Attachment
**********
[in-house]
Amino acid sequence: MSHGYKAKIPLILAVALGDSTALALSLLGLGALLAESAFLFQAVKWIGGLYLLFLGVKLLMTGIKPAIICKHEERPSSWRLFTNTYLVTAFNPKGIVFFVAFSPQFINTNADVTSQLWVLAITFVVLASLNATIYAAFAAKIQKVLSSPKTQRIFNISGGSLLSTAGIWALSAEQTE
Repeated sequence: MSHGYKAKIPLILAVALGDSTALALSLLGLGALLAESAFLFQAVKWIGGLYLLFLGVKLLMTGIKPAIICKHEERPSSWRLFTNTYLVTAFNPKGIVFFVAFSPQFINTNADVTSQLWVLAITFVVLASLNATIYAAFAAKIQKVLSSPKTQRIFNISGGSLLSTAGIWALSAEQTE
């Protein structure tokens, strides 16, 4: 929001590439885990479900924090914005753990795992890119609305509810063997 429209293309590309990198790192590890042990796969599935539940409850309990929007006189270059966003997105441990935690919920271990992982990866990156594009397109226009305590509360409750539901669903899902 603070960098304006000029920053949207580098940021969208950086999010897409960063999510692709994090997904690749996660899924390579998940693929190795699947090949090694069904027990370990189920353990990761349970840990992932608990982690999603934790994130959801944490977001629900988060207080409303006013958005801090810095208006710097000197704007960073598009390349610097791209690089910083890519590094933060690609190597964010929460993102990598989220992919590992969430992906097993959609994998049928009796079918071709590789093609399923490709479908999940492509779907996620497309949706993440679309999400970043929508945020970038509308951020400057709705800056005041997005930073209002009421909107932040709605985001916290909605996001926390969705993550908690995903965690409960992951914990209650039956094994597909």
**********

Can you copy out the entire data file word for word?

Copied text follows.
[in-house]
Amino acid sequence: MSHGYKAKIPLILAVALGDSTALALSLLGLGALLAESAFLFQAVKWIGGLYLLFLGVKLLMTGIKPAIICKHEERPSSWRLFTNTYLVTAFNPKGIVFFVAFSPQFINTNADVTSQLWVLAITFVVLASLNATIYAAFAAKIQKVLSSPKTQRIFNISGGSLLSTAGIWALSAEQTE
Repeated sequence: MSHGYKAKIPLILAVALGDSTALALSLLGLGALLAESAFLFQAVKWIGGLYLLFLGVKLLMTGIKPAIICKHEERPSSWRLFTNTYLVTAFNPKGIVFFVAFSPQFINTNADVTSQLWVLAITFVVLASLNATIYAAFAAKIQKVLSSPKTQRIFNISGGSLLSTAGIWALSAEQTE
């Protein structure tokens, strides 16, 4: 929001590439885990479900924090914005753990795992890119609305509810063997 429209293309590309990198790192590890042990796969599935539940409850309990929007006189270059966003997105441990935690919920271990992982990866990156594009397109226009305590509360409750539901669903899902 603070960098304006000029920053949207580098940021969208950086999010897409960063999510692709994090997904690749996660899924390579998940693929190795699947090949090694069904027990370990189920353990990761349970840990992932608990982690999603934790994130959801944490977001629900988060207080409303006013958005801090810095208006710097000197704007960073598009390349610097791209690089910083890519590094933060690609190597964010929460993102990598989220992919590992969430992906097993959609994998049928009796079918071709590789093609399923490709479908999940492509779907996620497309949706993440679309999400970043929508945020970038509308951020400057709705800056005041997005930073209002009421909107932040709605985001916290909605996001926390969705993550908690995903965690409960992951914990209650039956094994597909």